Dr. Jewel Byron Grimmett, known to most as “Doc” and to his grandchildren as “Poppa Doc”, was born November 14, 1928 in the back of his parents’ grocery store in Lamartine.
He grew up in Lamartine and Waldo with his teachers referring to him as the hardest working student they ever taught. He attended A&M at Magnolia (now Southern Arkansas University) and earned his bachelor’s and master’s degrees in agriculture from the University of Arkansas.
After teaching agriculture to military veterans (GIs) and working in agriculture, he decided to become a family doctor. He often told the story of being “the poorest student in medical school” and driving a vehicle that ran on used motor oil. His boundless energy and work ethic inspired a country boy to defy the odds and earn his medical degree from UAMS in 1959.
While studying medicine, he worked on building his medical practice in Waldo and opened his medical practice there in 1960. He was still practicing medicine every night at this clinic until a few days before his death on Thursday 10 November 2022.
Doc was known to be involved in various businesses, but his passions were cattle ranching and medicine. Doc was well known for herding cattle during the day and caring for his patients at night. Sometimes when tending to patients he smelled like a cattle rancher or like gasoline after running a tanker all night, but his positive caring attitude and bedside manners outweighed his appearance. .
Many of his patients remember him giving them injections and medicine and feeling better when they left his clinic. Other patients, young and old, remember medicine bags filled with candy and her home visits. He was the last family physician to dispense drugs in Arkansas.
There are many positive stories about Doc Grimmett and he is a legend among those who knew him. He has been very generous with his time and resources and has helped many people and organizations in the community. Doc always had a huge smile for his grandchildren. His talents, accomplishments and life experiences were extraordinary. He has been a mentor and inspiration to many in the community. He inspired his two daughters and one granddaughter to enter the healthcare profession. All his friends are richer for having known him but are also a little poorer since he died.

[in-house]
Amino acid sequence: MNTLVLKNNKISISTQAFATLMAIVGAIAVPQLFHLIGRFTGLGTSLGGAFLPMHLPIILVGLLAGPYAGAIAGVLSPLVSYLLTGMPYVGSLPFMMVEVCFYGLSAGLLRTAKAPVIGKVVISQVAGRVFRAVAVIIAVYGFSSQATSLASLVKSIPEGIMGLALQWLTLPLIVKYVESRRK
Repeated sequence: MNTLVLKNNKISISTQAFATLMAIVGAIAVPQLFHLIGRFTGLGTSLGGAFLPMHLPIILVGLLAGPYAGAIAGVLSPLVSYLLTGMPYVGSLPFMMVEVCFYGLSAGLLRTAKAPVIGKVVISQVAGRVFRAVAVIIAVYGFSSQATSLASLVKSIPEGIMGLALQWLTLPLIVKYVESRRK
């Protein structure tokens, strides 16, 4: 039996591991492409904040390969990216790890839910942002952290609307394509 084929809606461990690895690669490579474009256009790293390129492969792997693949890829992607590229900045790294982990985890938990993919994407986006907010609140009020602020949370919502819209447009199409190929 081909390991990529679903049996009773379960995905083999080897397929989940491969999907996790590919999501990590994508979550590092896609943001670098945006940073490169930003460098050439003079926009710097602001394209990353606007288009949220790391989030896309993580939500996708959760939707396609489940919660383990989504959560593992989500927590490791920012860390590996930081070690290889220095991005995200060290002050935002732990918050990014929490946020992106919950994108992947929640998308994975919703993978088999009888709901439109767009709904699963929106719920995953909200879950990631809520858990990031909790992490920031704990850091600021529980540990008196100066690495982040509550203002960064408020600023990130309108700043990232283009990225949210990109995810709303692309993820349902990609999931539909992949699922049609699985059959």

He was predeceased by his parents, Jewel Byron Grimmett Sr, and Mattie Perry Grimmett; and two sisters, Margaret Grimmett Hawkes and Betty Grimmett Garrett.
Doc is survived by his wife, Sandy Grimmett of Waldo; mother-in-law, Doris DeLoach of Magnolia; two daughters, Tara Almand and husband CT of Waldo and Ginger Grimmett-Mulholland and husband Terry of Waldo; four grandchildren, Dixie Almand, Daisy Almand and Mack Byron Almand of Waldo, and Madison Powell and her husband Todd of Waldo; a special nephew, Donald Hawkes of Dallas, and two other nephews.
Visitation will be held Sunday, November 13 from 4 to 6 p.m. at Lewis Funeral Home.
A funeral service will be held at 10 a.m. on Monday, November 14, 2022 at Shiloh Cemetery with Bro. Danny Bullock officiating and Bro. Elvis Griffin attending under the direction of Lewis Funeral Home, Inc., at Magnolia.
The pallbearers will be Eddie Arnold, Charles Biddle, Tony Eddy, Todd Huffman, Mike Landes and Charlie Clark. The honorary bearers will be Terry Price, Glen Dossie and Billy Grissom.
In lieu of flowers, donations may be made to the SAU Department of Nursing or the SAU Department of Agriculture, c/o SAU Foundation, PO Box 9174, Magnolia, AR 71754, or Arkansas Children’s Hospital in honor of Dixie Almand.
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